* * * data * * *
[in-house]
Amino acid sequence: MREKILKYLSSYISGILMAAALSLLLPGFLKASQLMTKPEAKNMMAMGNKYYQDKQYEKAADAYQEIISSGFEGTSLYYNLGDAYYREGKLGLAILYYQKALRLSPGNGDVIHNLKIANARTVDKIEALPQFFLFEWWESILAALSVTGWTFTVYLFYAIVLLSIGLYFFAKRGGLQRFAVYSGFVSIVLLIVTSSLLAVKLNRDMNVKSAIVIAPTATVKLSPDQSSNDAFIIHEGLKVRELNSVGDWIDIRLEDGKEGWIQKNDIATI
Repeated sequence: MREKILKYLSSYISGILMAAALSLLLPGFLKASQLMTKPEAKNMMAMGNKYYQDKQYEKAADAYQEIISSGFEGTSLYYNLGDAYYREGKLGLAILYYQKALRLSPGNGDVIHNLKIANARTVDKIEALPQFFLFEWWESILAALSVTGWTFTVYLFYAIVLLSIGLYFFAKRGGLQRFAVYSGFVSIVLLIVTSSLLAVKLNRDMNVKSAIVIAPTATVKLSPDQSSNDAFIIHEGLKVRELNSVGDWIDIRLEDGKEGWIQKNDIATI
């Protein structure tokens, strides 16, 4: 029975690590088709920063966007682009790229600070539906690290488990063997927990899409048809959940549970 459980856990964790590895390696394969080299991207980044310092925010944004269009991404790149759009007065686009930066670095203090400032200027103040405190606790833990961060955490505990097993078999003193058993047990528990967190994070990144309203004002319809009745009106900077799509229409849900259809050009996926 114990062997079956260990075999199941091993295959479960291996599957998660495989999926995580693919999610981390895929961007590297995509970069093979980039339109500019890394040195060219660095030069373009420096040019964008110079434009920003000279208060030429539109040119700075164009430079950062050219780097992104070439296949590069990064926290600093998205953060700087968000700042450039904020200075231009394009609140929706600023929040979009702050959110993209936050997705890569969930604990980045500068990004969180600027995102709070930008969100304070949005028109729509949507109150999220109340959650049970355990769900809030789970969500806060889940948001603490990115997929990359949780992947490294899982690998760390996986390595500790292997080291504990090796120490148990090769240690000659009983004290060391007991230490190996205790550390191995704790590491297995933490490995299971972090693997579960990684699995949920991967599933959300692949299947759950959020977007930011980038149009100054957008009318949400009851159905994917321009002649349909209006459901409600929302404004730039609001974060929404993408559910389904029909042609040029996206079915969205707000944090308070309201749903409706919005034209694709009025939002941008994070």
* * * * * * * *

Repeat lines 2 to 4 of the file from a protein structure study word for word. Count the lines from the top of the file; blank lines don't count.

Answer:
Amino acid sequence: MREKILKYLSSYISGILMAAALSLLLPGFLKASQLMTKPEAKNMMAMGNKYYQDKQYEKAADAYQEIISSGFEGTSLYYNLGDAYYREGKLGLAILYYQKALRLSPGNGDVIHNLKIANARTVDKIEALPQFFLFEWWESILAALSVTGWTFTVYLFYAIVLLSIGLYFFAKRGGLQRFAVYSGFVSIVLLIVTSSLLAVKLNRDMNVKSAIVIAPTATVKLSPDQSSNDAFIIHEGLKVRELNSVGDWIDIRLEDGKEGWIQKNDIATI
Repeated sequence: MREKILKYLSSYISGILMAAALSLLLPGFLKASQLMTKPEAKNMMAMGNKYYQDKQYEKAADAYQEIISSGFEGTSLYYNLGDAYYREGKLGLAILYYQKALRLSPGNGDVIHNLKIANARTVDKIEALPQFFLFEWWESILAALSVTGWTFTVYLFYAIVLLSIGLYFFAKRGGLQRFAVYSGFVSIVLLIVTSSLLAVKLNRDMNVKSAIVIAPTATVKLSPDQSSNDAFIIHEGLKVRELNSVGDWIDIRLEDGKEGWIQKNDIATI
């Protein structure tokens, strides 16, 4: 029975690590088709920063966007682009790229600070539906690290488990063997927990899409048809959940549970 459980856990964790590895390696394969080299991207980044310092925010944004269009991404790149759009007065686009930066670095203090400032200027103040405190606790833990961060955490505990097993078999003193058993047990528990967190994070990144309203004002319809009745009106900077799509229409849900259809050009996926 114990062997079956260990075999199941091993295959479960291996599957998660495989999926995580693919999610981390895929961007590297995509970069093979980039339109500019890394040195060219660095030069373009420096040019964008110079434009920003000279208060030429539109040119700075164009430079950062050219780097992104070439296949590069990064926290600093998205953060700087968000700042450039904020200075231009394009609140929706600023929040979009702050959110993209936050997705890569969930604990980045500068990004969180600027995102709070930008969100304070949005028109729509949507109150999220109340959650049970355990769900809030789970969500806060889940948001603490990115997929990359949780992947490294899982690998760390996986390595500790292997080291504990090796120490148990090769240690000659009983004290060391007991230490190996205790550390191995704790590491297995933490490995299971972090693997579960990684699995949920991967599933959300692949299947759950959020977007930011980038149009100054957008009318949400009851159905994917321009002649349909209006459901409600929302404004730039609001974060929404993408559910389904029909042609040029996206079915969205707000944090308070309201749903409706919005034209694709009025939002941008994070």